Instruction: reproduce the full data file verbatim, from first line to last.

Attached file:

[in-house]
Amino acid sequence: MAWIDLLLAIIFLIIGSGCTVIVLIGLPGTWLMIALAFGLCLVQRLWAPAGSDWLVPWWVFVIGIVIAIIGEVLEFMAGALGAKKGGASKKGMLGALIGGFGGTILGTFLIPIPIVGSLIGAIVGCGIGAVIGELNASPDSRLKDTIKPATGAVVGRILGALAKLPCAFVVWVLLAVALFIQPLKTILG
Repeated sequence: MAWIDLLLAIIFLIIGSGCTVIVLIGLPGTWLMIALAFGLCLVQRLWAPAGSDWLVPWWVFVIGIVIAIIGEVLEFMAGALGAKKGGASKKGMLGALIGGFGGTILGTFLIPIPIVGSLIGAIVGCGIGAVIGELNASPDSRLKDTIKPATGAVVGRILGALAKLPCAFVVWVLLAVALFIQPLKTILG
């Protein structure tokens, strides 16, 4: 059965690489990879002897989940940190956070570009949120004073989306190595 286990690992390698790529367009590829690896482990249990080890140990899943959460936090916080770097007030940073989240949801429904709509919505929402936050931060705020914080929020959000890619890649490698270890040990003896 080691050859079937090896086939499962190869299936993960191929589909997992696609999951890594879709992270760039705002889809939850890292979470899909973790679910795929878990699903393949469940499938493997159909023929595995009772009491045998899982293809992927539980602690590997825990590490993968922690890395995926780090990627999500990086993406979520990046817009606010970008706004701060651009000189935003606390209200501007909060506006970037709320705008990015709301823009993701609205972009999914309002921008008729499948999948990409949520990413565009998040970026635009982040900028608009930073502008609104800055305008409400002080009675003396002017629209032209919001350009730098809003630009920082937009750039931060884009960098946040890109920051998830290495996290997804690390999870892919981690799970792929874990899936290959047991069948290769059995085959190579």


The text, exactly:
[in-house]
Amino acid sequence: MAWIDLLLAIIFLIIGSGCTVIVLIGLPGTWLMIALAFGLCLVQRLWAPAGSDWLVPWWVFVIGIVIAIIGEVLEFMAGALGAKKGGASKKGMLGALIGGFGGTILGTFLIPIPIVGSLIGAIVGCGIGAVIGELNASPDSRLKDTIKPATGAVVGRILGALAKLPCAFVVWVLLAVALFIQPLKTILG
Repeated sequence: MAWIDLLLAIIFLIIGSGCTVIVLIGLPGTWLMIALAFGLCLVQRLWAPAGSDWLVPWWVFVIGIVIAIIGEVLEFMAGALGAKKGGASKKGMLGALIGGFGGTILGTFLIPIPIVGSLIGAIVGCGIGAVIGELNASPDSRLKDTIKPATGAVVGRILGALAKLPCAFVVWVLLAVALFIQPLKTILG
């Protein structure tokens, strides 16, 4: 059965690489990879002897989940940190956070570009949120004073989306190595 286990690992390698790529367009590829690896482990249990080890140990899943959460936090916080770097007030940073989240949801429904709509919505929402936050931060705020914080929020959000890619890649490698270890040990003896 080691050859079937090896086939499962190869299936993960191929589909997992696609999951890594879709992270760039705002889809939850890292979470899909973790679910795929878990699903393949469940499938493997159909023929595995009772009491045998899982293809992927539980602690590997825990590490993968922690890395995926780090990627999500990086993406979520990046817009606010970008706004701060651009000189935003606390209200501007909060506006970037709320705008990015709301823009993701609205972009999914309002921008008729499948999948990409949520990413565009998040970026635009982040900028608009930073502008609104800055305008409400002080009675003396002017629209032209919001350009730098809003630009920082937009750039931060884009960098946040890109920051998830290495996290997804690390999870892919981690799970792929874990899936290959047991069948290769059995085959190579």